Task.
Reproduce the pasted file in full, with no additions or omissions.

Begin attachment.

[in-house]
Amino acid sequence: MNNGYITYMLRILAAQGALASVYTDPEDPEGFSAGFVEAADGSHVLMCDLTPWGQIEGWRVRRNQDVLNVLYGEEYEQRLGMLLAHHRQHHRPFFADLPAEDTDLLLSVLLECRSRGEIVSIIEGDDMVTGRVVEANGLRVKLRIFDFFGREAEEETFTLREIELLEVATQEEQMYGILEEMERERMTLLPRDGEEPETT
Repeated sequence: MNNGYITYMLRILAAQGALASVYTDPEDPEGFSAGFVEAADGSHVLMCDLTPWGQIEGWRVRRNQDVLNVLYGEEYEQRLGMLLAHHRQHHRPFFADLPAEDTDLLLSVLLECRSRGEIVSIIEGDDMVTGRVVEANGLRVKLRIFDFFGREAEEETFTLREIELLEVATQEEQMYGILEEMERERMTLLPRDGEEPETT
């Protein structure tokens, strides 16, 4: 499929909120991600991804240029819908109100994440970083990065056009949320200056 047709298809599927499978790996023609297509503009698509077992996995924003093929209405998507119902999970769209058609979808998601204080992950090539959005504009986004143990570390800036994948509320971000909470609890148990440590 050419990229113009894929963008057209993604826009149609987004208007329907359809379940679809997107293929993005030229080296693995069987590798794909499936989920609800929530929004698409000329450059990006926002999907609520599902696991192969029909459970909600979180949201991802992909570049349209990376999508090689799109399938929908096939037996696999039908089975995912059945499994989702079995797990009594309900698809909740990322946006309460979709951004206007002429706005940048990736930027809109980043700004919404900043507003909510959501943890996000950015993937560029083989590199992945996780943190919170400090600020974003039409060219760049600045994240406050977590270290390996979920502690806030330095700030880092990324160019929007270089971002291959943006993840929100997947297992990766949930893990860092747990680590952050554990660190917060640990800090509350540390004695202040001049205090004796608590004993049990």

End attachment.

[in-house]
Amino acid sequence: MNNGYITYMLRILAAQGALASVYTDPEDPEGFSAGFVEAADGSHVLMCDLTPWGQIEGWRVRRNQDVLNVLYGEEYEQRLGMLLAHHRQHHRPFFADLPAEDTDLLLSVLLECRSRGEIVSIIEGDDMVTGRVVEANGLRVKLRIFDFFGREAEEETFTLREIELLEVATQEEQMYGILEEMERERMTLLPRDGEEPETT
Repeated sequence: MNNGYITYMLRILAAQGALASVYTDPEDPEGFSAGFVEAADGSHVLMCDLTPWGQIEGWRVRRNQDVLNVLYGEEYEQRLGMLLAHHRQHHRPFFADLPAEDTDLLLSVLLECRSRGEIVSIIEGDDMVTGRVVEANGLRVKLRIFDFFGREAEEETFTLREIELLEVATQEEQMYGILEEMERERMTLLPRDGEEPETT
């Protein structure tokens, strides 16, 4: 499929909120991600991804240029819908109100994440970083990065056009949320200056 047709298809599927499978790996023609297509503009698509077992996995924003093929209405998507119902999970769209058609979808998601204080992950090539959005504009986004143990570390800036994948509320971000909470609890148990440590 050419990229113009894929963008057209993604826009149609987004208007329907359809379940679809997107293929993005030229080296693995069987590798794909499936989920609800929530929004698409000329450059990006926002999907609520599902696991192969029909459970909600979180949201991802992909570049349209990376999508090689799109399938929908096939037996696999039908089975995912059945499994989702079995797990009594309900698809909740990322946006309460979709951004206007002429706005940048990736930027809109980043700004919404900043507003909510959501943890996000950015993937560029083989590199992945996780943190919170400090600020974003039409060219760049600045994240406050977590270290390996979920502690806030330095700030880092990324160019929007270089971002291959943006993840929100997947297992990766949930893990860092747990680590952050554990660190917060640990800090509350540390004695202040001049205090004796608590004993049990």